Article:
Salts of weak acids and bases that resist a change in the pH when acid or alkali is added.

A mixture of compounds which, when added to a solution, protects it from any substantial change in pH.

In pharmacology, a mixture of an acid and its conjugate base which, when present in a solution, reduces any changes in pH that would otherwise occur when an acid or alkali is added to the solution, buffering effect.

A substance that keeps a constant balance between acid and alkali.

A solution where the pH is not changed by adding acid or alkali.

A compound that resists a change in hydrogen ion concentration in solution.

An acid-base buffer is a chemical substance or solution that produces resistance to change in pH. During exercise, metabolism is directed toward the production of an acidic environment. Many nutrients and supplements have been marketed for the potential to produce a buffering capacity, thereby having an ergogenic effect. Most commonly, these substances, such as sodium bicarbonate, are used to enhance performance of relatively short, very intense bouts of exercise. While in some cases buffering aids have been demonstrated to be effective, other compounds used to buffer acid production have been less successful.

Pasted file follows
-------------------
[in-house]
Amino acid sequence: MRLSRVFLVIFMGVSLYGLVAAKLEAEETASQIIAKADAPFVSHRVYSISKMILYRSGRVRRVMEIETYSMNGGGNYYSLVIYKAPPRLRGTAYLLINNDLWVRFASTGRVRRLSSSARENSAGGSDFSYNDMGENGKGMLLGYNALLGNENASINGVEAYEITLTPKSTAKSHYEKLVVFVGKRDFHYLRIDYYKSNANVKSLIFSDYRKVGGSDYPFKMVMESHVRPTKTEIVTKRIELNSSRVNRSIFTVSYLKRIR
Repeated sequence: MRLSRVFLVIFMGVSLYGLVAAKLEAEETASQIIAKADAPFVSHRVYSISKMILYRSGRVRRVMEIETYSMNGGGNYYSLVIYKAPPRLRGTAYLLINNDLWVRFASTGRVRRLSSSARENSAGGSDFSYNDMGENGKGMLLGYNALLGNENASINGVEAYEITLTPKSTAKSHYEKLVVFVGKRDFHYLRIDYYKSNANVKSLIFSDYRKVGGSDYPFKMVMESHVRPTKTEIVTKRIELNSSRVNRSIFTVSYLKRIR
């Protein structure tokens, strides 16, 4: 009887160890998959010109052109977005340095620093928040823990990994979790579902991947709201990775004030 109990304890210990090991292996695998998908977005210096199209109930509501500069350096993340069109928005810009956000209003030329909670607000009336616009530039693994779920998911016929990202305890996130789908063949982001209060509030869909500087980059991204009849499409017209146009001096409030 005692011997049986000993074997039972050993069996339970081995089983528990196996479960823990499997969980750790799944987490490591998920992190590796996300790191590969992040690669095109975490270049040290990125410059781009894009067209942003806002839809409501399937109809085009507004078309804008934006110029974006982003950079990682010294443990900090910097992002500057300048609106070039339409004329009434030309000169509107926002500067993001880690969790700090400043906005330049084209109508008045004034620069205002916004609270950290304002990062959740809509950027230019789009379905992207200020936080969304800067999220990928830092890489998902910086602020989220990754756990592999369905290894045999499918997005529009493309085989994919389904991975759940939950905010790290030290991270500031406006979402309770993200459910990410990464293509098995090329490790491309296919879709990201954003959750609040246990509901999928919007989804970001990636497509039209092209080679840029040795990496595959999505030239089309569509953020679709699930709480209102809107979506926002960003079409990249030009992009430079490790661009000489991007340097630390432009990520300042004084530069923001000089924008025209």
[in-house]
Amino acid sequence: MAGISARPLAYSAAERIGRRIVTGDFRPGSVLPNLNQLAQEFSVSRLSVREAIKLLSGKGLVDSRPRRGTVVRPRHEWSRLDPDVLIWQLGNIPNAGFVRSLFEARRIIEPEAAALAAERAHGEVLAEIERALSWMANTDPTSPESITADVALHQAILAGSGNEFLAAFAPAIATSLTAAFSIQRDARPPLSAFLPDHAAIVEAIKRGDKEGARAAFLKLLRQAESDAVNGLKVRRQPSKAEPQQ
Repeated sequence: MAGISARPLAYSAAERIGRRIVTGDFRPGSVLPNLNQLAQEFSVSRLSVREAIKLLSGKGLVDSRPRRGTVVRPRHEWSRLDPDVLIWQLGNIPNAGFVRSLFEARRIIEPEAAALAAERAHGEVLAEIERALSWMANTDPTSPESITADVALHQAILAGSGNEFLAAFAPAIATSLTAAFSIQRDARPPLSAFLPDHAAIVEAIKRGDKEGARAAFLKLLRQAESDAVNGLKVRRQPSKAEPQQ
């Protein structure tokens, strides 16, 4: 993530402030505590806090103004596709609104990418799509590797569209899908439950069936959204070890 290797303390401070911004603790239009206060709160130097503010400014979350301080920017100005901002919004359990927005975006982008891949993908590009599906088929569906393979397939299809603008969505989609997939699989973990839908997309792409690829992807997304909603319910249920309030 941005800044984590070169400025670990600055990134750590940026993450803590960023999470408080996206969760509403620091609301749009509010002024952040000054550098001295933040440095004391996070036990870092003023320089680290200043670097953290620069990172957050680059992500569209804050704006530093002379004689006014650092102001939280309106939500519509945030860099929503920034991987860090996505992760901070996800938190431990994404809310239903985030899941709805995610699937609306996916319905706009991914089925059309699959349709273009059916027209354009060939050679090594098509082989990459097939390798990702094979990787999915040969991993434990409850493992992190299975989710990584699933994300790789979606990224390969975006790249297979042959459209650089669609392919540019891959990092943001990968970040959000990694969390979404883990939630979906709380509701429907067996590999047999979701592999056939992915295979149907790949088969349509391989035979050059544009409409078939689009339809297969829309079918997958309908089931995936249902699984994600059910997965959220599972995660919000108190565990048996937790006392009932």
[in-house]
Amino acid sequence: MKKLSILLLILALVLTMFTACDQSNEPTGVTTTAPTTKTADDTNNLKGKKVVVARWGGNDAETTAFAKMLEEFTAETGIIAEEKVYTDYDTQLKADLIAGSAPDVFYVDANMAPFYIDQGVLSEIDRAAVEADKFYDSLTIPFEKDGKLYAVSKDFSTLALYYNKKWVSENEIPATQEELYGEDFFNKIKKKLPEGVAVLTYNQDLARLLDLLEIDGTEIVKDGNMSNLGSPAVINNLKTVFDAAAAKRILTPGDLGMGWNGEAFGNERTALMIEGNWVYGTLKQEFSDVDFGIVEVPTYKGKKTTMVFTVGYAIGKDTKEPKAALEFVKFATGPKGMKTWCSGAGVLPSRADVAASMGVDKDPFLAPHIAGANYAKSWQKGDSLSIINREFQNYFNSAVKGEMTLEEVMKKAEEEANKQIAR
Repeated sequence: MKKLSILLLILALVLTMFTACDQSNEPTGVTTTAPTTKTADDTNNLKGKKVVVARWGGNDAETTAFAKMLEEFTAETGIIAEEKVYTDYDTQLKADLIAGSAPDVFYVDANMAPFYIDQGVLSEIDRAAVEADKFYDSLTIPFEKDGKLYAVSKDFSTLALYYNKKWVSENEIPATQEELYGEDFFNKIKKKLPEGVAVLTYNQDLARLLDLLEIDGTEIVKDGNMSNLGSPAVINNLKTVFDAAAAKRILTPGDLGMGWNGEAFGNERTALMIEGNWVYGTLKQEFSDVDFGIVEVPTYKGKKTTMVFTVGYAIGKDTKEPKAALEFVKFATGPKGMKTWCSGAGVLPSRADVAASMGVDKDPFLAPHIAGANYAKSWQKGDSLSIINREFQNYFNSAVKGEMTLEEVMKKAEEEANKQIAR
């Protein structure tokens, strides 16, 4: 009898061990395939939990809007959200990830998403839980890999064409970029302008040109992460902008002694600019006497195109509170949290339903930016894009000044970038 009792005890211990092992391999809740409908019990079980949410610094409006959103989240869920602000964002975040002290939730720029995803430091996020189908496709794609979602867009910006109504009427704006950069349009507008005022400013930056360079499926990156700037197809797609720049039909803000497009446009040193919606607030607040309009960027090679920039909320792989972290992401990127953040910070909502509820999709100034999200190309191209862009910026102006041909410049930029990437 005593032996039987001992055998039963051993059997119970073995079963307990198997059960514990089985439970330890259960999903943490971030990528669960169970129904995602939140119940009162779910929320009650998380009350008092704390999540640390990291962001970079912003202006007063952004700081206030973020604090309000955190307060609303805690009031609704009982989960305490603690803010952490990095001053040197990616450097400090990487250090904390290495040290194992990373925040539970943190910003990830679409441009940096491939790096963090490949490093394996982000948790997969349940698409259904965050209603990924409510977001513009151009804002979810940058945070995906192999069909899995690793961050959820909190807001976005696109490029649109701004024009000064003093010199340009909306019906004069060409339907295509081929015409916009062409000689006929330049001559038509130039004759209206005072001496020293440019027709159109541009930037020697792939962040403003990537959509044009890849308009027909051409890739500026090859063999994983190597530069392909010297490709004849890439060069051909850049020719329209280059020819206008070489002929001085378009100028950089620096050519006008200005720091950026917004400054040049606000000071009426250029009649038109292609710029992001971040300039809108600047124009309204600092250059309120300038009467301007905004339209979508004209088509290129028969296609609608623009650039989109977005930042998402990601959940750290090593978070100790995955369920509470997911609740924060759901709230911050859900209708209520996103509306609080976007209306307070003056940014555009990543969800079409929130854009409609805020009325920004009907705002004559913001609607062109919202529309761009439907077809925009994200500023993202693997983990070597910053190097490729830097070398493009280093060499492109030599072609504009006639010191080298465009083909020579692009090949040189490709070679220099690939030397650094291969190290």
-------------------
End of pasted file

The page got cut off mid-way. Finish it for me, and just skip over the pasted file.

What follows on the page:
Chemical that is added to another to avert a radical change in concentration or pH in the second; a device or system that tends to prevent change, as in body temperature or blood pressure.

A substance that reduces or prevents excess acid or alkali in the body.

A solution whose hydrogen ion concentration (pH) remains virtually unchanged by dilution or by the addition of acid or alkali. The chief buffer of the blood and extracellular body fluids is the bicarbonate (H2CO3/HCO3-) system.

Any of several molecules that react with strong acids or bases to prevent large changes in the pH of body fluids.

The concept that a third variable such as a personality trait can reduce the impact of stressors.